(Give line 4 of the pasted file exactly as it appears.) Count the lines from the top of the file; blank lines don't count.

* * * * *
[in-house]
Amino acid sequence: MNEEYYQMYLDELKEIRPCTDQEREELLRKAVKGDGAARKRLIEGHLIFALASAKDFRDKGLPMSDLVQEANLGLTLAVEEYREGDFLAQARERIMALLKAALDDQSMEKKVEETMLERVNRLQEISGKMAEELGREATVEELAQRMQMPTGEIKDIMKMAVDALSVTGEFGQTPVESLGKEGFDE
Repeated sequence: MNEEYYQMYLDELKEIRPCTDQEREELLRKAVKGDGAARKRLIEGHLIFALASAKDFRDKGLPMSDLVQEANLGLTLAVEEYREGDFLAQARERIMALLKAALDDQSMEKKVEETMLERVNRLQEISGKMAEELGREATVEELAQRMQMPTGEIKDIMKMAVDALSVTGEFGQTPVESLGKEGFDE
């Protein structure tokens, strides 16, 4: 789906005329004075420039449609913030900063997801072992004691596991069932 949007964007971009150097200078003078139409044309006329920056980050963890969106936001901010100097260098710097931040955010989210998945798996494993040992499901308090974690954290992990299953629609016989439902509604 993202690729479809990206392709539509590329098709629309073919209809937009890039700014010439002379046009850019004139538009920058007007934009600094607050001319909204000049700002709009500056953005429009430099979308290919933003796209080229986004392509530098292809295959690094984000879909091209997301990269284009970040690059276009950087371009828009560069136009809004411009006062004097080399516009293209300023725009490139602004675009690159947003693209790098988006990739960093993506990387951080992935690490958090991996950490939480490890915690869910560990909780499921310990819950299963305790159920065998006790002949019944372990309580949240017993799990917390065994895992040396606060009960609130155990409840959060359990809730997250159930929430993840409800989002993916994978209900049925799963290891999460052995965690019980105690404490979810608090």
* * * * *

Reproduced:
């Protein structure tokens, strides 16, 4: 789906005329004075420039449609913030900063997801072992004691596991069932 949007964007971009150097200078003078139409044309006329920056980050963890969106936001901010100097260098710097931040955010989210998945798996494993040992499901308090974690954290992990299953629609016989439902509604 993202690729479809990206392709539509590329098709629309073919209809937009890039700014010439002379046009850019004139538009920058007007934009600094607050001319909204000049700002709009500056953005429009430099979308290919933003796209080229986004392509530098292809295959690094984000879909091209997301990269284009970040690059276009950087371009828009560069136009809004411009006062004097080399516009293209300023725009490139602004675009690159947003693209790098988006990739960093993506990387951080992935690490958090991996950490939480490890915690869910560990909780499921310990819950299963305790159920065998006790002949019944372990309580949240017993799990917390065994895992040396606060009960609130155990409840959060359990809730997250159930929430993840409800989002993916994978209900049925799963290891999460052995965690019980105690404490979810608090």